The Unconditional Bond Of Family Essay

2414 words - 10 pages

The Unconditional Bond of Family
Dense metropolitan areas were rapidly colonizing as 1950s America exemplified a prolonged and radical cultural transformation necessary for all to enjoy prosperity. America upheld the impression of hope for centuries; yet not all the inhabitants of land of the free cooperatively supported equal rights. The mere confidence in holding on to a dream became difficult for individuals, as well as families, as unremitting rejection from society left many in poverty. Subordination of minorities in American generated a strenuous struggle by both African-Americans and numerous white Americans advocates who endorse the termination of racism and encourage ...view middle of the document...

Nevertheless, unconditional love binds this family together incessantly. Regardless of difference in dreams, each person possesses the hope that a revolution is before them; hope that a worthy life is ahead of them. Though independently they appear to be unstable to suffer the agony of rejection from not only society but their family; together they get they always have someone there for them. However if someone loses both society and family, what does one have left to be afraid of?
Untraditional actions in A Raisin in the Sun give the impression of commonality in the Younger’s household. In this family’s unfortunate situation they reside in an uncomfortable, tiny, two bedroom apartment with five occupants in the south side of Chicago. Although appearing to be unconventional, each family member resembles something unique. Mama (Lena) exudes confidence because she knows it was not what her ancestors had done that made her life difficult but what her generation and younger generations have not yet accomplished. Mama is traditional in speech yet an astonishing revolution for a woman. A household was once a man’s territory to oversee; now a home could be for a woman to resourcefully sustain as well. Even though Mama believes she is traditional, her actual life represents something different. She is independently in charge of providing wisdom to all who are around her in addition to managing the family. Head-strong and intelligent as Mama is, she did not grasp the concept that her daughter Beneatha was attempting to embrace life, an American dream. Beneatha lead a swiftly changing day to day lifestyle did so by not looking too far ahead or backwards while in pursuit of her dream regardless of influencers. Neither did Mama’s son Walter during his quest to invest in a profitable liquor store with a “friend”.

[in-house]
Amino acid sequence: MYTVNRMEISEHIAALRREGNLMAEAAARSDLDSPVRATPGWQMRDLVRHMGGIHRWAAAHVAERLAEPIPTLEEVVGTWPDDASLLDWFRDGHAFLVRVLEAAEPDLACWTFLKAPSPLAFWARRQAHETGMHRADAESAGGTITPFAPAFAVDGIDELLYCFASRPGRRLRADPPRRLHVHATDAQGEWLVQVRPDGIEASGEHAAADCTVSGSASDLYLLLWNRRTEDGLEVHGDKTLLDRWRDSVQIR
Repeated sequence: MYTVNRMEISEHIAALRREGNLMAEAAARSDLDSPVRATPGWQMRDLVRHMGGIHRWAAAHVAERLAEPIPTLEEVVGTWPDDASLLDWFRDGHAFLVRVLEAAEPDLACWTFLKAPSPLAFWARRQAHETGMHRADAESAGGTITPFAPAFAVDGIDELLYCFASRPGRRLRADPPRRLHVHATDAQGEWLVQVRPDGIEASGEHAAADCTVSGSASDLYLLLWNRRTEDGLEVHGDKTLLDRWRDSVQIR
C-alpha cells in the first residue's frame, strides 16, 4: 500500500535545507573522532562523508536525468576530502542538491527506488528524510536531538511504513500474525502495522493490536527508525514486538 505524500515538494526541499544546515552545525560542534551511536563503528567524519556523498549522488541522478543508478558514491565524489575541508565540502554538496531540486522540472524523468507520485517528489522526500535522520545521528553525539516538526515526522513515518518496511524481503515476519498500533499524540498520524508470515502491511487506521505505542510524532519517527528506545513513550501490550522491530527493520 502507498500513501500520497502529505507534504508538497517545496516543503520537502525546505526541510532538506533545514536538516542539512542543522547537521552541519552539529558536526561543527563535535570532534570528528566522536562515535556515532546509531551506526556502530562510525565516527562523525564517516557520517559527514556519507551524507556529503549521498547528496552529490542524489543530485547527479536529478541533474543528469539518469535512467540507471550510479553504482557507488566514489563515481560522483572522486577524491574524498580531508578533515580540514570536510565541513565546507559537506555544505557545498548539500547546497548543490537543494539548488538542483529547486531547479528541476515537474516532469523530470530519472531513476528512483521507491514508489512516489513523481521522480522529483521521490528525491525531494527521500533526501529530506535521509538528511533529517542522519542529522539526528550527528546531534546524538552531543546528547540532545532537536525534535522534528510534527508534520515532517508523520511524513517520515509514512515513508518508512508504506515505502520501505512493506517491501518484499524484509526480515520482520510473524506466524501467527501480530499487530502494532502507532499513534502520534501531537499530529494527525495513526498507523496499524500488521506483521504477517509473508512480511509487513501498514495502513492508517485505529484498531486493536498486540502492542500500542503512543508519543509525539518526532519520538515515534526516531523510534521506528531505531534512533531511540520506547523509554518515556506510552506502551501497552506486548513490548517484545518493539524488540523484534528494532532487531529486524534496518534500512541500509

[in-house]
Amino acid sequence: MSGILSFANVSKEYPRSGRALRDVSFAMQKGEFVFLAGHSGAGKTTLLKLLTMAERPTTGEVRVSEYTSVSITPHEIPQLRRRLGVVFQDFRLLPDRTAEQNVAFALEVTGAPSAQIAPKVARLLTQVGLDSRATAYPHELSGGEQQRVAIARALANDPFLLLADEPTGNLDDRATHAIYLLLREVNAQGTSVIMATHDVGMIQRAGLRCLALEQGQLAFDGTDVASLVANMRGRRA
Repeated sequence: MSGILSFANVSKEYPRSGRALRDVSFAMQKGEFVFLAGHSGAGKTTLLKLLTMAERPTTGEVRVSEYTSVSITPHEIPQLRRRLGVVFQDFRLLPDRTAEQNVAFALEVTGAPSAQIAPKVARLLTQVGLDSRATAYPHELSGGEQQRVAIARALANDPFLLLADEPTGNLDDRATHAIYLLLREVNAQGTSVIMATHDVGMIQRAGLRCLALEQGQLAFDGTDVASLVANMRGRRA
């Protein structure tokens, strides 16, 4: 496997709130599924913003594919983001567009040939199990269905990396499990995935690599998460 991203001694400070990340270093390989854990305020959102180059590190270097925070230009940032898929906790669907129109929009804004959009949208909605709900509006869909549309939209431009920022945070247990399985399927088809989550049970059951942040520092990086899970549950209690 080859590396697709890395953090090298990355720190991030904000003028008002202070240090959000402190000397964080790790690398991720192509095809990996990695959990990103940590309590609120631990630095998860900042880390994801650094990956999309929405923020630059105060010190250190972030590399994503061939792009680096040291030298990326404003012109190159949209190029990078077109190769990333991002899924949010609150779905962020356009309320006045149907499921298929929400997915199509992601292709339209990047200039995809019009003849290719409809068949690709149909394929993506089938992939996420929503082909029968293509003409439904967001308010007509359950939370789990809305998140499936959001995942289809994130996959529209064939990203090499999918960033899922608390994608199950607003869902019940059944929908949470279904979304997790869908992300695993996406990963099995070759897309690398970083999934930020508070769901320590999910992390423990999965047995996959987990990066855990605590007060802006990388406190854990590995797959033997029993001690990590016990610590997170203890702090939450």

The movement away from the values of what the Younger’s lineage use to abide to is unsettling with Mama as her offspring mature. Change was not simple for Mama since she meticulously hung onto insecurities of her past. Author Yomna Saber explores the difference between assimilation and immigration in Hansberry’s play asserting the fact Mama has a barricade to overcome, “Having escaped the South only to live the Chicagoan ghettoes, she clings to the idea of a decent house and the salvation promised by religion. She finds her children’s dreams hard to comprehend” (Saber 485). Unable to move on from what is in her past Mama continues to believe in a future. Nevertheless she clasps on too tightly to what she thinks is attainable forever; a traditional cohesive family who believe in God and ownership of a firm piece of land. Over time Mama remains uncertain how to communicate with her children who were not only reared by her “traditional” ways but in a period of optimism for individuality. She conflicts with the American culture and the dreams of her children yet she is a huge asset to the binding of the family. Mama brings everyone together...

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